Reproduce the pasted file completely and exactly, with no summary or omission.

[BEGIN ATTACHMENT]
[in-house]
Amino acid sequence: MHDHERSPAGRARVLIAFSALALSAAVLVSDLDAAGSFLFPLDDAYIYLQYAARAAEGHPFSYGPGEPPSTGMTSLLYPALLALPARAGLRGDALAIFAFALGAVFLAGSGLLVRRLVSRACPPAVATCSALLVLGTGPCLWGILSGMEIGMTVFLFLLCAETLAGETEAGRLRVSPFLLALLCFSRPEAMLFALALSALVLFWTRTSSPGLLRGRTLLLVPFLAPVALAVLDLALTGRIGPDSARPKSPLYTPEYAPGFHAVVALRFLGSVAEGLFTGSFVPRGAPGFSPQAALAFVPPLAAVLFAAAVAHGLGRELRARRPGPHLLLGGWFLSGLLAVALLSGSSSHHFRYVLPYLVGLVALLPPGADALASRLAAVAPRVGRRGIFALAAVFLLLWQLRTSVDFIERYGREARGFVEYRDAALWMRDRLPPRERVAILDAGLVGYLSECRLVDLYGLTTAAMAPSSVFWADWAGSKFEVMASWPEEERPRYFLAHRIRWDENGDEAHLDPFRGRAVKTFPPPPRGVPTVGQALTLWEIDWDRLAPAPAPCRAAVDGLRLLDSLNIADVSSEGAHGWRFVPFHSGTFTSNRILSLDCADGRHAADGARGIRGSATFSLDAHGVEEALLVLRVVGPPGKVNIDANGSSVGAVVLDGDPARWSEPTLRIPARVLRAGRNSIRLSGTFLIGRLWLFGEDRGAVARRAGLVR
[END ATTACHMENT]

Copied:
[in-house]
Amino acid sequence: MHDHERSPAGRARVLIAFSALALSAAVLVSDLDAAGSFLFPLDDAYIYLQYAARAAEGHPFSYGPGEPPSTGMTSLLYPALLALPARAGLRGDALAIFAFALGAVFLAGSGLLVRRLVSRACPPAVATCSALLVLGTGPCLWGILSGMEIGMTVFLFLLCAETLAGETEAGRLRVSPFLLALLCFSRPEAMLFALALSALVLFWTRTSSPGLLRGRTLLLVPFLAPVALAVLDLALTGRIGPDSARPKSPLYTPEYAPGFHAVVALRFLGSVAEGLFTGSFVPRGAPGFSPQAALAFVPPLAAVLFAAAVAHGLGRELRARRPGPHLLLGGWFLSGLLAVALLSGSSSHHFRYVLPYLVGLVALLPPGADALASRLAAVAPRVGRRGIFALAAVFLLLWQLRTSVDFIERYGREARGFVEYRDAALWMRDRLPPRERVAILDAGLVGYLSECRLVDLYGLTTAAMAPSSVFWADWAGSKFEVMASWPEEERPRYFLAHRIRWDENGDEAHLDPFRGRAVKTFPPPPRGVPTVGQALTLWEIDWDRLAPAPAPCRAAVDGLRLLDSLNIADVSSEGAHGWRFVPFHSGTFTSNRILSLDCADGRHAADGARGIRGSATFSLDAHGVEEALLVLRVVGPPGKVNIDANGSSVGAVVLDGDPARWSEPTLRIPARVLRAGRNSIRLSGTFLIGRLWLFGEDRGAVARRAGLVR